Real “kick-ass” women: II. Mary Lacy (1740 – 1795), female shipwright

11 March, 2009 at 6:14 pm 2 comments

Let’s imagine for a moment I’d leave captains and lieutenants aside and would write a book about strong seafaring women in the 18th century. Considering my dislike for pirates, I’d probably go for the “woman aboard a ship disguised as a man” option.

A young lady in breeches? Aboard a ship? Drama! Just imagine the fear of being found out! How to hide? Whom to bribe? Would there be romance? Imagine the possibilities!

Hands up: who would immediately think of “self-insert” and “Mary-Sue” upon reading that plot summary? Yes, I thought so. No, I won’t write such a book, but I don’t have to, anyway – it’s already been written.. And you know what the best bit about it is?

That story is actually true!

THE FEMALE SHIPWRIGHT
by Mary Lacy



National Maritime Museum
Hardcover
144 pages
ISBN: 9781906367015


Mary Lacy, born in 1740, left skirt and bonnet behind and slipped into breeches and waistcoat at the age of 19, called herself “William Chandler” (Chandler being her mother’s maiden name), became apprentice to a shipwright and went to sea aboard the Sandwich
.

What a great luck and blessing for us that Mary wrote the remarkable story of her life down and shared her experiences with future generations. Not only give her memoirs, brought to paper when she was 33 years old, a fascinating insight into the daily life aboard a ship, but also into the thinking of a woman in those days, her role in society and, through the eyes of a woman, the expectations and trials a young man would have faced. An excellent character study, challenging and inspiring to me both as a writer and a reader.

From our modern point of view, it seems unbelievable that a young woman could have lived among sailors for such a long time without being found out. But at the end of the day, Mary was a sailor, too. She didn’t pretend. When she was finally found out, it was through betrayal by another woman, a “false friend”, and surprisingly enough, the men who were informed about the “lady in disguise” did – nothing. There were no consequences. It was merely noted, and that was it. And when Mary Lacy retired, she was granted an annual pension for “Superannuated Shipwrights” of £ 20 per year by the Admiralty, despite giving her real name in the papers! There are reports of women disguised as men who were punished and had to face harsh consequences for their actions. The fact that this was not true in Mary Lacy’s case is interesting – maybe because her case wasn’t that unique after all…?

Mary mentions many “romances” in her memoirs. From the distance of over 250 years, it’s difficult to tell how much of her flirting was to add credibility to her portrayal as a young man, and how much was romantic interest in her own gender. Margarette Lincoln, Deputy Director of the National Maritime Museum who wrote the introduction to the small book, doesn’t rule out that possibility. Judging by the facts at hand, it seem perfectly plausible to me that Mary Lacy was interested in both genders; after all she claimed an unhappy love affair with a young man as one of the reasons why she ran away from home (beside being a real wild child). Later in her life, she called herself “Mary Slade”, claiming that she had married some Mr. Slade – however, no proof of marriage can be found, but she did live for with one Elizabeth Slade until that woman’s death.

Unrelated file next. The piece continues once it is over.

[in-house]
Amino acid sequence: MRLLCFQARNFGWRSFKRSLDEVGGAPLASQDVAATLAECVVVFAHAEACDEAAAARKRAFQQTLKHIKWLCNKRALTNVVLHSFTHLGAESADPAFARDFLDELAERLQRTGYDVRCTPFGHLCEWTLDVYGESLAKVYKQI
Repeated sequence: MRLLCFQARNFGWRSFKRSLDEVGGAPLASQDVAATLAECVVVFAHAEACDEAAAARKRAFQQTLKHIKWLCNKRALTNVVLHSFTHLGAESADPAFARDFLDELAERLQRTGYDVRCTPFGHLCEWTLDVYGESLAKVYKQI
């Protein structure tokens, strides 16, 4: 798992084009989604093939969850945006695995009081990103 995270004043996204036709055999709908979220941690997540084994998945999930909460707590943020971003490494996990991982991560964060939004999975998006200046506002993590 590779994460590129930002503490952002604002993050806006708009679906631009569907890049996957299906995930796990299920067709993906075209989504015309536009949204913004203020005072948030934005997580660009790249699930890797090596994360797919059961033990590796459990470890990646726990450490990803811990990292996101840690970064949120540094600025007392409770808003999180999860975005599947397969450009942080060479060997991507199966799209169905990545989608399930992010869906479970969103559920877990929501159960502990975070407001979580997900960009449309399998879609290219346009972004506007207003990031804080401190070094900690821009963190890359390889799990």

Mary Lacy lived a hard life, had to do heaviest manual work, was beaten by her master, went without food at times and without shoes in winter, survived the harshest conditions both ashore and at sea, and all this under the constant pressure and fear that she might be found out.

Maybe we should consider this the next time we feel life’s too harsh with us because Windows doesn’t boot…

Please click here to hear the podcast by Margarette Lincoln, Deputy Director of the National Maritime Museum, in which she tells the story of Mary Lacy- highly recommended!

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Entry filed under: 18th century, books, resource, ships. Tags: , , , , , .

Real “kick-ass” women: I. LAURA BASSI (1711 – 1778), Italian scientist Resource/art: Collingwood as a boy – “The Plum Cake Incident” – illustration!

2 Comments Add your own

  • 1. linda collison  |  26 May, 2011 at 3:16 am

    Well, of course it’s true! Thanks for posting it.

    I’ve studied as many of these stories as I could find in researching my novels. I write the Patricia MacPherson Nautical Adventure Series (Fireship Press).

    Reply
  • 2. AUSTFoulds  |  17 June, 2012 at 6:04 am

    Mary Lacy married at St Mary Abbots, Kensington, on 25 Oct 1772 to Josias Slade, a shipwright living at Deptford. In 1773, newspapers and periodicals of the time reported the birth of her first child (Margaret Lacey Slade) and included details of Mary’s extraordinary life. Mary Slade nee Lacy died in 1801 and was buried at St Paul, Deptford, on 3 May 1801. The Mary and Elizabeth Slade who lived together in Deptford were actually sisters and that Mary Slade died at Deptford at the age of 94 on 29 Jan 1795 and was buried at St Nicholas, Deptford.

    Reply

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